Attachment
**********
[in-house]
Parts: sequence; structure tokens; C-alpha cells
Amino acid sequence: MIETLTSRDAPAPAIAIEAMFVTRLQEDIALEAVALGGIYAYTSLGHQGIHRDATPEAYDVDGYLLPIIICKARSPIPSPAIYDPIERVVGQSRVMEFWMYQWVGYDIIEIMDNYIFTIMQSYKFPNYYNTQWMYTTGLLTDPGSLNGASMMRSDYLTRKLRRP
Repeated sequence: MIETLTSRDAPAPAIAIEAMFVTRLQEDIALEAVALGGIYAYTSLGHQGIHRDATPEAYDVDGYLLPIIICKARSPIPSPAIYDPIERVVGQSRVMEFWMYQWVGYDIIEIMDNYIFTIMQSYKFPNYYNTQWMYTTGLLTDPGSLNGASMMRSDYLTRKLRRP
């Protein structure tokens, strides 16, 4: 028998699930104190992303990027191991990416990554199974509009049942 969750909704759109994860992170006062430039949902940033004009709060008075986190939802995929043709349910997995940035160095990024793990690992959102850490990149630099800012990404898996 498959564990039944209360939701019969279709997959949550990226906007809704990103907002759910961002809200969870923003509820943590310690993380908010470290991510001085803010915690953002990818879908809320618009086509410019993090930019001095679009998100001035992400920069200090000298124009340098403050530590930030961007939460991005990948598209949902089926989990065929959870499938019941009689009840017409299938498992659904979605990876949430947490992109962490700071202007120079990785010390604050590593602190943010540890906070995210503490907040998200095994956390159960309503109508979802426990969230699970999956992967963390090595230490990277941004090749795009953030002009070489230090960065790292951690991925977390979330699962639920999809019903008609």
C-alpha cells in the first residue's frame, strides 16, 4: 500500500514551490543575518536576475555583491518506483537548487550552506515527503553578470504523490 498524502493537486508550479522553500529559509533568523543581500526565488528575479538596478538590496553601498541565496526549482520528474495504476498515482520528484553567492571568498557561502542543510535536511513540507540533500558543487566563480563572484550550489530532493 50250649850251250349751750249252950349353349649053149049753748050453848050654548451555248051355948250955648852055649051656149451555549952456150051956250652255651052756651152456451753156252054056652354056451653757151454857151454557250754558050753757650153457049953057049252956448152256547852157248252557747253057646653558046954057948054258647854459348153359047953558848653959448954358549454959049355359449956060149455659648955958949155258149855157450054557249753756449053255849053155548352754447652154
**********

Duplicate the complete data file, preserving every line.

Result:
[in-house]
Parts: sequence; structure tokens; C-alpha cells
Amino acid sequence: MIETLTSRDAPAPAIAIEAMFVTRLQEDIALEAVALGGIYAYTSLGHQGIHRDATPEAYDVDGYLLPIIICKARSPIPSPAIYDPIERVVGQSRVMEFWMYQWVGYDIIEIMDNYIFTIMQSYKFPNYYNTQWMYTTGLLTDPGSLNGASMMRSDYLTRKLRRP
Repeated sequence: MIETLTSRDAPAPAIAIEAMFVTRLQEDIALEAVALGGIYAYTSLGHQGIHRDATPEAYDVDGYLLPIIICKARSPIPSPAIYDPIERVVGQSRVMEFWMYQWVGYDIIEIMDNYIFTIMQSYKFPNYYNTQWMYTTGLLTDPGSLNGASMMRSDYLTRKLRRP
């Protein structure tokens, strides 16, 4: 028998699930104190992303990027191991990416990554199974509009049942 969750909704759109994860992170006062430039949902940033004009709060008075986190939802995929043709349910997995940035160095990024793990690992959102850490990149630099800012990404898996 498959564990039944209360939701019969279709997959949550990226906007809704990103907002759910961002809200969870923003509820943590310690993380908010470290991510001085803010915690953002990818879908809320618009086509410019993090930019001095679009998100001035992400920069200090000298124009340098403050530590930030961007939460991005990948598209949902089926989990065929959870499938019941009689009840017409299938498992659904979605990876949430947490992109962490700071202007120079990785010390604050590593602190943010540890906070995210503490907040998200095994956390159960309503109508979802426990969230699970999956992967963390090595230490990277941004090749795009953030002009070489230090960065790292951690991925977390979330699962639920999809019903008609």
C-alpha cells in the first residue's frame, strides 16, 4: 500500500514551490543575518536576475555583491518506483537548487550552506515527503553578470504523490 498524502493537486508550479522553500529559509533568523543581500526565488528575479538596478538590496553601498541565496526549482520528474495504476498515482520528484553567492571568498557561502542543510535536511513540507540533500558543487566563480563572484550550489530532493 50250649850251250349751750249252950349353349649053149049753748050453848050654548451555248051355948250955648852055649051656149451555549952456150051956250652255651052756651152456451753156252054056652354056451653757151454857151454557250754558050753757650153457049953057049252956448152256547852157248252557747253057646653558046954057948054258647854459348153359047953558848653959448954358549454959049355359449956060149455659648955958949155258149855157450054557249753756449053255849053155548352754447652154